Sharhar, I totally understand where you are coming from. It seems only natural to want to be able to objectively quantify a recipe. That way there is no room for error. Unfortunately, the kitchen is not a lab. There are way too many variables that we have to account for everyday. Just to use poaching a fish, since that is what we are talking about, as an example, here are just a number of the variables that make complete quantification (is that a word) impossible:
-temp of poaching liquid (yes even the temp of boiling water can change depending on what you put into and how long it has reduced-think sugar water)
-temp of fish when placing in poaching liquid
-density of fish (even same kind of fish can have different densities depending on where the fillet was cut, what time of year the fish was caught and where it was caught
-the BTU's of your burners - it will affect how quickly your liquid comes back to temp.
-the exact thickness of the fish - never seen a piece of fish, or meat, exactly 1, 1 1/2, or 2 inches thick and most recipes tell you to poach (cook) for X minutes per inch of thickness so unless all your cooks keep a set of calipers and a calculator around you won't discover the exact timing, just by that variable alone.

I agree, there has to be some sort of guidelines, but you can't allow these guidelines to rule you. Allowing them to do so is almost as bad as not using any guidelines at all. I hope this helps to shed some light on the subject.
post #20 of 29
Thread Starter 
The problem I have is that I've been realizing that any liquid has more states than "boil", "simmer", "room temperature" and "ice bath". I've been finding those terms to be inadaquate. Many things in proffesional kitchen have become more precise.

Again, as I iterated and reiterated, I'm not looking or expecting recipes to exclude common sense and experience. What I'm looking for is recipe that has a more precise measurement of temperature with timing as a consequence. I don't buy the "been always done like that" approach. Yes I know how to throw calamari into a boiling liquid and test it for doneness. But, the temp. a liquid is in when it's considered "boiling" can vary. The temperature can drop after the calamari was added. All this things have tangible phisical effects on the particular biochemical makeup of calamari.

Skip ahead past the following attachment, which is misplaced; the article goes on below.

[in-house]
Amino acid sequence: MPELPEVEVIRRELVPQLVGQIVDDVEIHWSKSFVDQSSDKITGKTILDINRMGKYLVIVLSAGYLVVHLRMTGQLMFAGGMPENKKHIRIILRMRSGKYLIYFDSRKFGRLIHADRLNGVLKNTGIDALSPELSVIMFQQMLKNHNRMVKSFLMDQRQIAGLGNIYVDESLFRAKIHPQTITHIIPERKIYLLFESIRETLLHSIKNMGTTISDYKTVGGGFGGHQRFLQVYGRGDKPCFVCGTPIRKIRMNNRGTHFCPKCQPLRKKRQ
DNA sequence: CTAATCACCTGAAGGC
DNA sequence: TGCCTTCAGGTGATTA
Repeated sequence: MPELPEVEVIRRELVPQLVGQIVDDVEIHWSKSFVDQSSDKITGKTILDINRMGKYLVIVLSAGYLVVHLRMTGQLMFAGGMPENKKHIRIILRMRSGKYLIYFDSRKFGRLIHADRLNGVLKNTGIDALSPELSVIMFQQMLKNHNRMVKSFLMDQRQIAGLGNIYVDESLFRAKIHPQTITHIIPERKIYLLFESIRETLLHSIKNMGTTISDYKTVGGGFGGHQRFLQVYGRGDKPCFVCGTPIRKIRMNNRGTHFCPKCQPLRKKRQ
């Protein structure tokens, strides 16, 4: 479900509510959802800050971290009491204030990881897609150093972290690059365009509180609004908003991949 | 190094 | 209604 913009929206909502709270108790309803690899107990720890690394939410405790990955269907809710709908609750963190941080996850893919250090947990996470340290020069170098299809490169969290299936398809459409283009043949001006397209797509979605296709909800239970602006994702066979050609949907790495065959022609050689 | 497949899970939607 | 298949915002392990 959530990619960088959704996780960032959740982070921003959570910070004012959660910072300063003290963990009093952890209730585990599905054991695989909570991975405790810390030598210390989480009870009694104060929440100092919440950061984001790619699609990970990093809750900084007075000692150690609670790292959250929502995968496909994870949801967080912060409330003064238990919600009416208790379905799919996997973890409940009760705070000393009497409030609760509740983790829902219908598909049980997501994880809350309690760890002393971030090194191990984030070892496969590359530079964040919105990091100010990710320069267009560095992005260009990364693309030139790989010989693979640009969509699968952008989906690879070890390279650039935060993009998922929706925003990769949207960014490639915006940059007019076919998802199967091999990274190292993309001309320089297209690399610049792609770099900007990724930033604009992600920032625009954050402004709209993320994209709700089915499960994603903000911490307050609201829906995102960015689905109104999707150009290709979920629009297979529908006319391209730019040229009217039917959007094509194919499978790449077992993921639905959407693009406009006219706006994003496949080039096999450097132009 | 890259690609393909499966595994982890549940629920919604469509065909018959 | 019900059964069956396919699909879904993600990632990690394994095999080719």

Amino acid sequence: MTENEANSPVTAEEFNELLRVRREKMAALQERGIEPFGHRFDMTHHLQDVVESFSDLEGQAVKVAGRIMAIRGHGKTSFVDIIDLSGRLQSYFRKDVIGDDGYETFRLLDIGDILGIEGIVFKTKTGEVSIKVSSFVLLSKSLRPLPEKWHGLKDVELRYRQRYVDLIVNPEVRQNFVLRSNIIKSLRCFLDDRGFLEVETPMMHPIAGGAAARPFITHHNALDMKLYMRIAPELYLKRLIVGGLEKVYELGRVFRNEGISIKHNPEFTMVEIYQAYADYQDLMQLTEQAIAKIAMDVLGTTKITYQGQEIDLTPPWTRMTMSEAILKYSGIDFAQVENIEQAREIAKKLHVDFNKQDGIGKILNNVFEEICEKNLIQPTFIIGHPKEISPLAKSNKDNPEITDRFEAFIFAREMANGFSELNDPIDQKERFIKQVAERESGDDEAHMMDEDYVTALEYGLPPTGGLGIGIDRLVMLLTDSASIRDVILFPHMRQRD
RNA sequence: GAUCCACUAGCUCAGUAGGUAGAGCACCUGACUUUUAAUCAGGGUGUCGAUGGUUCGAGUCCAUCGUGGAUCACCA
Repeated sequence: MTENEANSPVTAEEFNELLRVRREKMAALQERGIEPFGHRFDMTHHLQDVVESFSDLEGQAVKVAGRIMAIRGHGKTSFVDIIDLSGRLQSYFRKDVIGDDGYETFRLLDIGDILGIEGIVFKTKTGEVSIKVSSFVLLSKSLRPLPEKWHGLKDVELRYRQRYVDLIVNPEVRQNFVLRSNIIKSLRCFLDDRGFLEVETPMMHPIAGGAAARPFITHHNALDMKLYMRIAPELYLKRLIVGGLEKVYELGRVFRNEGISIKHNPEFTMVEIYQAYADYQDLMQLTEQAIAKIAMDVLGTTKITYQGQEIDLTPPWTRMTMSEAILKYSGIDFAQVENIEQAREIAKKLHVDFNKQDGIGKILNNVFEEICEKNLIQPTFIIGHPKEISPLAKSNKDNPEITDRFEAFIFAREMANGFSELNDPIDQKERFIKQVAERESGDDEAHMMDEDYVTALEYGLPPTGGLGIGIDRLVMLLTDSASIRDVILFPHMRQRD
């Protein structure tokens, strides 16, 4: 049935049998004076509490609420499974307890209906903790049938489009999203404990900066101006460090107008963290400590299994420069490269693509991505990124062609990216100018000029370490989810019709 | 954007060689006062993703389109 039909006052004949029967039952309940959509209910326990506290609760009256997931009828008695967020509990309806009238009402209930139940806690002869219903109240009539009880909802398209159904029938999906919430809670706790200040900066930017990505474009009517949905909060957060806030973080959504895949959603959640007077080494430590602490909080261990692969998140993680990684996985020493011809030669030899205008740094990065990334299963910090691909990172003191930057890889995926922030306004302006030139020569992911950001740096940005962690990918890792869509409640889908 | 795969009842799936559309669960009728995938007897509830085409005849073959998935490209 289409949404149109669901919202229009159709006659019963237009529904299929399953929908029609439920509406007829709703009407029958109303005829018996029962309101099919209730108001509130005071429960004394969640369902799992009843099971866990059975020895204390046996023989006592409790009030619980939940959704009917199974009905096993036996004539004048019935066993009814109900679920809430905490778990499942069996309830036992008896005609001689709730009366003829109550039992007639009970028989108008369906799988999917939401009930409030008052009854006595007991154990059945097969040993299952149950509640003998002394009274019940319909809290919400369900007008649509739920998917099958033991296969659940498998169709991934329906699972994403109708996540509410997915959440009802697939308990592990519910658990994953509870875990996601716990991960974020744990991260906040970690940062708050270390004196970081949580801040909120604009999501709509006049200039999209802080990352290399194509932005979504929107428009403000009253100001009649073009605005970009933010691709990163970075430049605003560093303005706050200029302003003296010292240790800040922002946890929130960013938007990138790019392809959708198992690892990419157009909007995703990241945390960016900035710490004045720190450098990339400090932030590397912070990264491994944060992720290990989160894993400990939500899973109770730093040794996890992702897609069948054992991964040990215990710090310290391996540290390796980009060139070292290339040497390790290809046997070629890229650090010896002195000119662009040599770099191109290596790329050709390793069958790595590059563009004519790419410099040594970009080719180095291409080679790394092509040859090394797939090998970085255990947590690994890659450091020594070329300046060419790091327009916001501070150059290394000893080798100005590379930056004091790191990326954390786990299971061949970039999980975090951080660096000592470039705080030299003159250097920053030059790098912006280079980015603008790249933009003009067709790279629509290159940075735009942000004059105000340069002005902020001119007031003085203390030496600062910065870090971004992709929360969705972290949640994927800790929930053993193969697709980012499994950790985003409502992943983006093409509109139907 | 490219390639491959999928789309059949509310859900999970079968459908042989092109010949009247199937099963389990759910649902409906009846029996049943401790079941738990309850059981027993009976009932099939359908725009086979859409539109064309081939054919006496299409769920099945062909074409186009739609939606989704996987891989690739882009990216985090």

I'm looking for alternatives that might be superior, or atleast more precise. When you say "boiling" what does that mean. Difference of 10 degrees might have a drastic effects on the cells that constitute calmari.

Maybe, we can get better results with lower temp. Let say, 150f, for one minutes or so(till done). Maybe cooling on it's own would be better than the tried and traditional icebath method. Maybe cooling in the the cooking liquid. Etc.

Yes this is considered a basic cooking technique. But I bet all of you would agree that when you claim to know exactly(scientificly?) what's the best method, it's the beginning of the end. Everytime I work with a new chef or cook, I compare recipes and technique for the most basic items. Mash, stock, rice. There's always room for learning, changing our minds or just refinment.

The best techniques may come from a novice cook who hasn't got locked into the official decree yet.
post #21 of 29
Well, you are certainly right there! Checking one of my favorite textbooks, On Cooking by Sarah Labensky and Alan Hause, I found:

The Professional Chef -- the CIA's text -- says:
(it should be obvious why this one is NOT my favorite. :p

Wayne Gisslen, in Professional Cooking -- the text I had to use in school -- says:
So what is it between 180 and 185 (Labensky and Gisslen), and between 205 and 212 (Labensky and Gisslen) and 200 and 212 (CIA)?